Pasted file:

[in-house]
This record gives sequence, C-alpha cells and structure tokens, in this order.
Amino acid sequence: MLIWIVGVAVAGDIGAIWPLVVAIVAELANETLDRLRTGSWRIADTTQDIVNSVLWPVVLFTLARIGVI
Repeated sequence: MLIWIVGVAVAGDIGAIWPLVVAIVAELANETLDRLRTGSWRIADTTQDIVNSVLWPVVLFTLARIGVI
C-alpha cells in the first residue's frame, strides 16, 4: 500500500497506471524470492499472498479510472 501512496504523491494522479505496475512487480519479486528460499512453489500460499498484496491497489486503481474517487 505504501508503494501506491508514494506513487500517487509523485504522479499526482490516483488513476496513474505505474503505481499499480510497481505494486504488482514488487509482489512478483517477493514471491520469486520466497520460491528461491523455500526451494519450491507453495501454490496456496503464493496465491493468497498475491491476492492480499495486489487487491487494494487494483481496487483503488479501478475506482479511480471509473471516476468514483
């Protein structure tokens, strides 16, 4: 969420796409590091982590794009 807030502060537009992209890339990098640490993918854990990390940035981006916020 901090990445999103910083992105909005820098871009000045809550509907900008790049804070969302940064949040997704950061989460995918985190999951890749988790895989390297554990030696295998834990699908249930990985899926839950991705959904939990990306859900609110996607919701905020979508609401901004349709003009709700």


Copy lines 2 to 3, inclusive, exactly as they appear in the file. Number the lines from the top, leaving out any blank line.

This record gives sequence, C-alpha cells and structure tokens, in this order.
Amino acid sequence: MLIWIVGVAVAGDIGAIWPLVVAIVAELANETLDRLRTGSWRIADTTQDIVNSVLWPVVLFTLARIGVI